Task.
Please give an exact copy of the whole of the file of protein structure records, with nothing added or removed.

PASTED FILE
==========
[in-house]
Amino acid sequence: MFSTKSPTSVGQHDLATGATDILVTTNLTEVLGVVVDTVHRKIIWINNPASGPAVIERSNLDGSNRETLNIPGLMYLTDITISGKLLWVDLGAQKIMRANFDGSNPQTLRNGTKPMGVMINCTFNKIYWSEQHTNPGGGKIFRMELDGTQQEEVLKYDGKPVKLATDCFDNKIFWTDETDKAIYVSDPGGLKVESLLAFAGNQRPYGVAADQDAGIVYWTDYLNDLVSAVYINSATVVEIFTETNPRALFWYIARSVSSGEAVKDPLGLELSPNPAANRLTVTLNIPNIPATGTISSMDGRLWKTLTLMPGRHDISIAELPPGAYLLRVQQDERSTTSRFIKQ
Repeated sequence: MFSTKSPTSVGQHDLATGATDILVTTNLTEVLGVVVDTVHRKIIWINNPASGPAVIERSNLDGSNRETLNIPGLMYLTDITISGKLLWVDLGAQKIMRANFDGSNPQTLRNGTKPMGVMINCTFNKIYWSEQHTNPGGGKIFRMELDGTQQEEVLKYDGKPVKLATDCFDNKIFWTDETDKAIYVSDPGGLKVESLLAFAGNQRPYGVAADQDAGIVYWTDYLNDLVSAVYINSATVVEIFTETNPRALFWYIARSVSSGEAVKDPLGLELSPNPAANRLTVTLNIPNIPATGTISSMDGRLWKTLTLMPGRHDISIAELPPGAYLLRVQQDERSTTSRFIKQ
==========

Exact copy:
[in-house]
Amino acid sequence: MFSTKSPTSVGQHDLATGATDILVTTNLTEVLGVVVDTVHRKIIWINNPASGPAVIERSNLDGSNRETLNIPGLMYLTDITISGKLLWVDLGAQKIMRANFDGSNPQTLRNGTKPMGVMINCTFNKIYWSEQHTNPGGGKIFRMELDGTQQEEVLKYDGKPVKLATDCFDNKIFWTDETDKAIYVSDPGGLKVESLLAFAGNQRPYGVAADQDAGIVYWTDYLNDLVSAVYINSATVVEIFTETNPRALFWYIARSVSSGEAVKDPLGLELSPNPAANRLTVTLNIPNIPATGTISSMDGRLWKTLTLMPGRHDISIAELPPGAYLLRVQQDERSTTSRFIKQ
Repeated sequence: MFSTKSPTSVGQHDLATGATDILVTTNLTEVLGVVVDTVHRKIIWINNPASGPAVIERSNLDGSNRETLNIPGLMYLTDITISGKLLWVDLGAQKIMRANFDGSNPQTLRNGTKPMGVMINCTFNKIYWSEQHTNPGGGKIFRMELDGTQQEEVLKYDGKPVKLATDCFDNKIFWTDETDKAIYVSDPGGLKVESLLAFAGNQRPYGVAADQDAGIVYWTDYLNDLVSAVYINSATVVEIFTETNPRALFWYIARSVSSGEAVKDPLGLELSPNPAANRLTVTLNIPNIPATGTISSMDGRLWKTLTLMPGRHDISIAELPPGAYLLRVQQDERSTTSRFIKQ